PERSONAL PROTECTIVE ACTIONS WHILE ON VACATION  

COVID-19 Guidelines for Florida Keys Feature Mandatory Facial Coverings

Read more »

Florida Keys' Sunken Ships Reflect Maritime History

FLORIDA KEYS — The Florida Keys Shipwreck Trail is a water-based line of notable wreck sites that stretches from Key Largo to Key West. Established by the Florida Keys National Marine Sanctuary, the trail was created to encourage an appreciation and understanding of the Keys' maritime heritage.

In recent decades, centuries-old wrecks have been joined by ships that were intentionally sunk to create artificial reefs in the sanctuary's federally protected waters.

Resting in depths from 14 to 120 feet, the wrecks on the shipwreck trail reflect a diversity of origins and locations. There are vessels of Spanish explorers dating to the early 1700s, as well as modern cargo and military ships. What shipwrecks make up the sanctuary’s Florida Keys Shipwreck Trail?

Off the coast of Key Largo in 25 feet of water is the City of Washington, an iron-hulled steamship used for passenger transport and cargo trade between New York, Cuba and Mexico. It ran aground and sank July 10, 1917, while being towed by a tug.

The Benwood, a merchant marine freighter, also lies off Key Largo in 25 to 45 feet of water. It sank in 1942 after a collision with another vessel. Both were traveling without any lights as a precaution during World War II blackout conditions.

The U.S. Coast Guard Cutter Duane, off Key Largo in 120 feet of water, was named for Secretary of the Treasury William L. Duane, who served under President Andrew Jackson. The vessel was sunk as an artificial reef Nov. 27, 1987.

The San Pedro was a member of the 1733 Spanish treasure fleet and is the oldest wreck on the Florida Keys Shipwreck Trail. It is located off Islamorada's Indian Key in 18 feet of water. Early shipwreck salvagers, known as wreckers, inhabited Indian Key in the early 1800s.

The Eagle, a cargo transporter, was sunk as an artificial reef in 1985. It lies off Islamorada's Lower Matecumbe Key in 110 feet of water.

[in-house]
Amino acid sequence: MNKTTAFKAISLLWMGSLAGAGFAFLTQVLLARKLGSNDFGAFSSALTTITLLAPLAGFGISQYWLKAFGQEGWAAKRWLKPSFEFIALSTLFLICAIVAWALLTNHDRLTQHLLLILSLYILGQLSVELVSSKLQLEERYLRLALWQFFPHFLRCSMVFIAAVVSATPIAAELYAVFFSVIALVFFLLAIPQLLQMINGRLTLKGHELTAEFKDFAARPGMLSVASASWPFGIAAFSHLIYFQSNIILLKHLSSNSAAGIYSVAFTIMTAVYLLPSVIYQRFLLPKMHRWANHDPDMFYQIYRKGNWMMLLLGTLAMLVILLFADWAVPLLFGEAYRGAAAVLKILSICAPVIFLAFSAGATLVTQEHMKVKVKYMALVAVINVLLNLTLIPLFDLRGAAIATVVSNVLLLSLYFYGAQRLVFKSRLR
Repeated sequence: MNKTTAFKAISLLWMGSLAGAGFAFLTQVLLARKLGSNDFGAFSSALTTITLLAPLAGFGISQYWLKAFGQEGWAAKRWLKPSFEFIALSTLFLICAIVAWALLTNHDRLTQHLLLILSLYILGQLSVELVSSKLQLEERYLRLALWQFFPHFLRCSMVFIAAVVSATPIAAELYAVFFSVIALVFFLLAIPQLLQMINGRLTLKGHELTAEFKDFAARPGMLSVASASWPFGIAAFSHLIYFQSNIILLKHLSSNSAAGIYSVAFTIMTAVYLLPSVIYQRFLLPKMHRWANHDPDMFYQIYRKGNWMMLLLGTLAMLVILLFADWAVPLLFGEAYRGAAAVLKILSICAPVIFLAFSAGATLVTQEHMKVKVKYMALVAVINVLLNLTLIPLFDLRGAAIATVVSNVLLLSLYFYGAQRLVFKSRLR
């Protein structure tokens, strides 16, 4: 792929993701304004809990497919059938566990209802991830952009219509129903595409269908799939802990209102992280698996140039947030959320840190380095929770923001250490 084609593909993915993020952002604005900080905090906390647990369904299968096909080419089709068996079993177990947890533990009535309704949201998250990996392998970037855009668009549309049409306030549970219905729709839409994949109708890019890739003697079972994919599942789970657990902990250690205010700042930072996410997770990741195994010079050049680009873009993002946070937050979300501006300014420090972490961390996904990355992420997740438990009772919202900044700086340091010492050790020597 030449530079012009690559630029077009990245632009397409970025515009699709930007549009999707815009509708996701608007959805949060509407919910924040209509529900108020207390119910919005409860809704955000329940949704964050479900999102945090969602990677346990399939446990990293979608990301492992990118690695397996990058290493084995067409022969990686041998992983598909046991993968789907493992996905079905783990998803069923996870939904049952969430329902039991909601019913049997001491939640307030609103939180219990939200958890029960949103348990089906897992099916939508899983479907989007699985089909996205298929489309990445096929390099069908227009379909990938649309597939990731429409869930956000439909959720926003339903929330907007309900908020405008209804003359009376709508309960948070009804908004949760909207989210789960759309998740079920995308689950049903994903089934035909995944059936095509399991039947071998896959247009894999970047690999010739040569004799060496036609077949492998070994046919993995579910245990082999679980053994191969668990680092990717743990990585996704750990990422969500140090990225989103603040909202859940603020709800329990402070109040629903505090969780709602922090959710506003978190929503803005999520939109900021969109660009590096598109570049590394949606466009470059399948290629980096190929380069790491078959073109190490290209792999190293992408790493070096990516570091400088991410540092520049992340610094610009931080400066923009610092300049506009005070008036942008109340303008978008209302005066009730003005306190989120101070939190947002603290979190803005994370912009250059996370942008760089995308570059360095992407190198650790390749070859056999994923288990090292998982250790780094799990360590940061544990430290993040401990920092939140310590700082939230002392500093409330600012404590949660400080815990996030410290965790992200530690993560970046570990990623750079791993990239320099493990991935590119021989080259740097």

The three-masted bark Adelaide Baker lies south of Duck Key in 20 feet of water. The ship also is called the Conrad.

A wreck believed to be the North America lies in 14 feet of water on Delta Shoals east of Sombrero Light. The ship was lost Nov. 25, 1842, while carrying dry goods and furniture.

Thunderbolt was donated to the Florida Keys Artificial Reef Association by Florida Power and Light Co., which purchased the vessel in 1961 for use in researching electrical energy and lightning strikes — hence, its name. Thunderbolt lies in 120 feet of water 4 miles south of Marathon and was intentionally sunk March 6, 1986.

The Amesbury is better known in Key West as Alexander's Wreck. A former U.S. Navy destroyer escort that is broken into two sections 200 yards apart, it lies 5 miles west of Key West in 25 feet of water.

As well as the vessels of the shipwreck heritage trail, three artificial reefs sunk in the sanctuary are known to divers around the world. These intentionally scuttled ships help take pressure off natural coral reefs and create new marine habitats.

Spiegel Grove, a retired 510-foot Navy landing ship dock, is the third-largest ship ever sunk to become a new reef for divers. Sunk in May 2002, it’s positioned about 6 miles off Key Largo in 130 feet of water. With its top deck some 60 feet below the ocean surface, it remains one the Keys’ most intriguing dive sites.

In the Lower Keys lies the 210-foot island freighter Adolphus Busch Senior. Since Dec. 5, 1998, divers have been exploring this artificial reef that was sunk in 100 feet of water southwest of Big Pine Key.

The second-largest vessel intentionally sunk as an artificial reef is the 523-foot General Hoyt S. Vandenberg. The decommissioned Air Force ship once tracked space launches off Florida — and “starred” as a Russian science ship in a 1999 film featuring Jamie Lee Curtis, William Baldwin and Donald Sutherland.

In May 2009, Vandenberg was sunk about 7 miles off Key West. The bottom of its hull rests on sand in depths averaging 145 feet, but its superstructure rises to about 45 feet below the surface.

Only a few ships in Florida Keys waters carried gold or other rich cargoes. But from Spanish galleons to vessels more recently sunk as artificial reefs, they all offer treasures for today’s divers and snorkelers: prized and colorful marine life and a unique glimpse into history.

For more information on the Florida Keys Shipwreck Trail and its featured wrecks, visit floridakeys.noaa.gov/shipwrecktrail/welcome.html.

Divers explore the City of Washington wreck site.

Divers explore the City of Washington wreck site.

Aerial view of the Benwood shipwreck. Image: J Fishman, Key Largo Dive Center

Aerial view of the Benwood shipwreck. Image: J Fishman, Key Largo Dive Center

Remains of the 77-foot iron main mast of the Adelaide Baker.  Image: Brenda Altmeier/NOAA

Remains of the 77-foot iron main mast of the Adelaide Baker. Image: Brenda Altmeier/NOAA

A diver explores the colorful decks of Spiegel Grove. Image: Stephen Frink

A diver explores the colorful decks of Spiegel Grove. Image: Stephen Frink

The USNS Gen. Hoyt S. Vandenberg was scuttled off Key West in May 2009, and reached the bottom of the ocean floor, upright, in 1 minute, 45 seconds. Image: Andy Newman

The USNS Gen. Hoyt S. Vandenberg was scuttled off Key West in May 2009, and reached the bottom of the ocean floor, upright, in 1 minute, 45 seconds. Image: Andy Newman

This article was updated on August 22, 2020 at 6:01 PM
The Keys to Sustainable Travel
Close
Close